Harper to attend Copenhagen climate summit
Prime Minister Stephen Harper will attend the Copenhagen climate change meeting next month after all, his office said Thursday — a day after saying he would not go.
Harper decided Thursday to attend the meeting to work on a new climate change agreement after the U.S. president and Chinese premier announced that they will show up, his spokesman said.
Canada has been strongly criticized internationally for reneging on the Kyoto climate protocol and for refusing to sign on to a new deal limiting greenhouse gases unless developing nations are included.
President Barack Obama will appear at the summit on Dec. 9 before heading to Oslo to accept his Nobel Peace Prize, according to a White House official.
At least 65 world leaders, including Chinese Premier Wen Jiabao, are expected to be in Copenhagen, but unlike Obama, most are expected to attend the final days of the conference, which runs Dec. 7-18. It's not clear when Harper will be present.
Ignatieff calls for cap and trade
Meanwhile, Liberal Leader Michael Ignatieff told a Quebec City audience Thursday that Canada must create a cap-and-trade system in which companies would make money by going green, and polluters would need to pay.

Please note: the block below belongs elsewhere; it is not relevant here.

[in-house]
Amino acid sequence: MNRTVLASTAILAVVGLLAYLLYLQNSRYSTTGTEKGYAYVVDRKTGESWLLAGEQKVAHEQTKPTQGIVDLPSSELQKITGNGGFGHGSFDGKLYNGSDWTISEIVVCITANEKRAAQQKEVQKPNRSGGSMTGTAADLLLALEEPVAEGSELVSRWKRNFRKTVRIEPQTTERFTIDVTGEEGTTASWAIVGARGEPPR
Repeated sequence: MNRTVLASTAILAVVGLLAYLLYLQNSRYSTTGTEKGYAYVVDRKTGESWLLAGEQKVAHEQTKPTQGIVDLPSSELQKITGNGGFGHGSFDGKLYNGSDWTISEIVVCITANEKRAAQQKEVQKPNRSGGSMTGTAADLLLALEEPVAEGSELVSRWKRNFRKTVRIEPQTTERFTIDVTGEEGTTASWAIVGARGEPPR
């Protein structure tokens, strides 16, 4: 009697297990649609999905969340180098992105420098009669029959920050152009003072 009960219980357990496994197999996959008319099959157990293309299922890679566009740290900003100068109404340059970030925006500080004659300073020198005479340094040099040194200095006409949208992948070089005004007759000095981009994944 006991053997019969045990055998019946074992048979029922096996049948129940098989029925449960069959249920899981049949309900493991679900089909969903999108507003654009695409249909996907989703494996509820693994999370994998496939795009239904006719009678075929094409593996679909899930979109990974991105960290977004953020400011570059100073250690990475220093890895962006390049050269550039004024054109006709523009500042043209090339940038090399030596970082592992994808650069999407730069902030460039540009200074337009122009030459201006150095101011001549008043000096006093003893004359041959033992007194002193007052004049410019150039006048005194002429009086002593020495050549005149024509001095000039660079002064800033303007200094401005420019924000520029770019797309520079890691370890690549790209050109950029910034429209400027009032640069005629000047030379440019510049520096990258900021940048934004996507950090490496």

He said he hoped such a plan would fit into a global system, and work in conjunction with any plan set up in the U.S. But he said Canada should go ahead and create the system even before the Americans have established theirs.
Ignatieff also said he favoured using the stricter baseline year of 1990, favoured by most developed countries and the backbone of the international Kyoto accord, to calculate emissions cuts — while the Harper government prefers using 2006.
His plan would benefit provinces, like Quebec and Manitoba, that have already been working over the last decade and a half to reduce their emissions, Ignatieff said.
With files from The Canadian Press